if (toString == null)
            {
                throw new ArgumentNullException("toString");
            }

            StringBuilder buffer = new StringBuilder();

            foreach (var v in values)
            {
                if (buffer.Length > 0)
                {
                    buffer.Append(separator);
                }
                buffer.Append(toString(v));
            }

            return buffer.ToString();
        }

This version is 10 times faster and it uses less memory. The method in the post creates many temporary strings, so it consumes a lot of memory. Probably we can speed up my implementation by removing the check

if (buffer.Length > 0) { //... }

and removing the separator from the start but I don’t like the idea because it will create a copy of the resulting (big) string.

 

Object Initializers – Thread safety June 19, 2008

Filed under: C# — ppetrov @ 6:09 pm
Tags: , ,

One of the new features in C# 3.0 is object initializers. They greatly simplify the creation of new objects.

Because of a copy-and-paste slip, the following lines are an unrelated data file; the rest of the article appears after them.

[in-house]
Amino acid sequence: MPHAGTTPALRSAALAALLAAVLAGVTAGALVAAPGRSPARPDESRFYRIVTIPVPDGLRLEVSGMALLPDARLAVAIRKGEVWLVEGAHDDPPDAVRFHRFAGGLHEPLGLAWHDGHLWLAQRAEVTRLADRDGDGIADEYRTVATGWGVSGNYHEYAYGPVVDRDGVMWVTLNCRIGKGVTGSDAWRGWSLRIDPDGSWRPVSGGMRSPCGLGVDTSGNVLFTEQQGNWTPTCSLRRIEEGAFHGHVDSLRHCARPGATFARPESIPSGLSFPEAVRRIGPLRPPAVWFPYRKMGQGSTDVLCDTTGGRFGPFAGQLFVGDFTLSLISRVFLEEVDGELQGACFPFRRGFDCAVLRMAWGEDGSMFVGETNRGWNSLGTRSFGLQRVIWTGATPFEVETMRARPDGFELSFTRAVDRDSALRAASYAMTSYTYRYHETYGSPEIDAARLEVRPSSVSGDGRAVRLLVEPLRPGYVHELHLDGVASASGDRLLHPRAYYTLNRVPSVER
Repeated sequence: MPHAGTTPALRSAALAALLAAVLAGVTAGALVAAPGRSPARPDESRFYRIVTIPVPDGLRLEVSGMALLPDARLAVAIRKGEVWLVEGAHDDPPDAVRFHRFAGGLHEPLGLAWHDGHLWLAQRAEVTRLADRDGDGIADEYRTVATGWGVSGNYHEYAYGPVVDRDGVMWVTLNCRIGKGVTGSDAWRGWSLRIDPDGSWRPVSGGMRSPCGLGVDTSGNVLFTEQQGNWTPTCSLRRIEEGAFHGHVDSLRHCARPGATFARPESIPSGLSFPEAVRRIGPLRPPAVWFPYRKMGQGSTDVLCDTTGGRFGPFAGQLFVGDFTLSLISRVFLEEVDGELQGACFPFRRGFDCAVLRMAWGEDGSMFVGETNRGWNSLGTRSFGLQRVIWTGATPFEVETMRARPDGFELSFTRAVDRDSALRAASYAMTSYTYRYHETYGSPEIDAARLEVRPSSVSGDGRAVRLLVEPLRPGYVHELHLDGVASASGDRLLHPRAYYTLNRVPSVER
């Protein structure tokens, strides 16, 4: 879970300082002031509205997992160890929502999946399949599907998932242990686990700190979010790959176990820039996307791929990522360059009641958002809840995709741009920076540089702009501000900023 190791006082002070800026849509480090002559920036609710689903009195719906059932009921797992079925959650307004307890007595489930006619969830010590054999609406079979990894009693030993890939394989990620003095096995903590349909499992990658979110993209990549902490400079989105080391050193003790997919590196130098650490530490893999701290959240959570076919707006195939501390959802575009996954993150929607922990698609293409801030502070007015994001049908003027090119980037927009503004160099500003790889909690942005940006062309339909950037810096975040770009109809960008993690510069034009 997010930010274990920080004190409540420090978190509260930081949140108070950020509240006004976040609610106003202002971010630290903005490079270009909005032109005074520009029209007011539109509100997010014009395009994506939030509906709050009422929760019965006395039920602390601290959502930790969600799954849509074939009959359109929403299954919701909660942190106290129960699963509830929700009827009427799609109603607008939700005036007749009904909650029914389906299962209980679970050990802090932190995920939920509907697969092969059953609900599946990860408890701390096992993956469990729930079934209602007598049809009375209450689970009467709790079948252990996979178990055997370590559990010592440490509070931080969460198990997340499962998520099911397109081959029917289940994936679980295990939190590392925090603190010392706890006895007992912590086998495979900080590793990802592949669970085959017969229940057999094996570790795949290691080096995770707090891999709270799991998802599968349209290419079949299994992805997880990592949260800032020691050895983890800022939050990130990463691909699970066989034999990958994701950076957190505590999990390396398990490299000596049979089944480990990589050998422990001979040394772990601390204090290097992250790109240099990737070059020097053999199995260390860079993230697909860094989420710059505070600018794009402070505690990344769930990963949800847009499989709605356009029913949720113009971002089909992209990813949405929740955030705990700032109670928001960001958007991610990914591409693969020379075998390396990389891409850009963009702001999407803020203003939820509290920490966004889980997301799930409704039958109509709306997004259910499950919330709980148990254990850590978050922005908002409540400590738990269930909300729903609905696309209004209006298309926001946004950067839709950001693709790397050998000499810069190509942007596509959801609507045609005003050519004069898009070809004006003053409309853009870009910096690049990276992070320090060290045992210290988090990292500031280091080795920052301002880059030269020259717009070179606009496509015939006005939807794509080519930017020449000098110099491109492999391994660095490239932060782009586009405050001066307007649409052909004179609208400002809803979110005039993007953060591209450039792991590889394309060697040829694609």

In C# 2.0 we have to say:

Person p = new Person();
p.Name = "Petar Petrov";
p.Age = 25;

Now in C# 3.0 we have

Person p = new Person() {Name = "Petar Petrov", Age = 25};

It’s simple and easy to use.
However there is one subtle difference between these two snippets.
In multithreaded environment if we use the first version of the code it’s possible to have partially initialized Person object, if the thread is interrupted between the Person’s constructor and setting the name or the age of the Person. In this case we will end up with a Person with no Age.

If we use the object initializers this situation isn’t possible. For the C# 3.0 version of the snippet the compiler generates the following code


Person p = null;
Person __p = new Person();
__p.Name = "Petar Petrov";
__p.Age = 25;
p = __p;

It’s obvious that whenever the thread is interrupted we can’t end up with partially initialized Person. The two possible options are :

p = null;

or

p = __p;

where __p is fully initialized Person.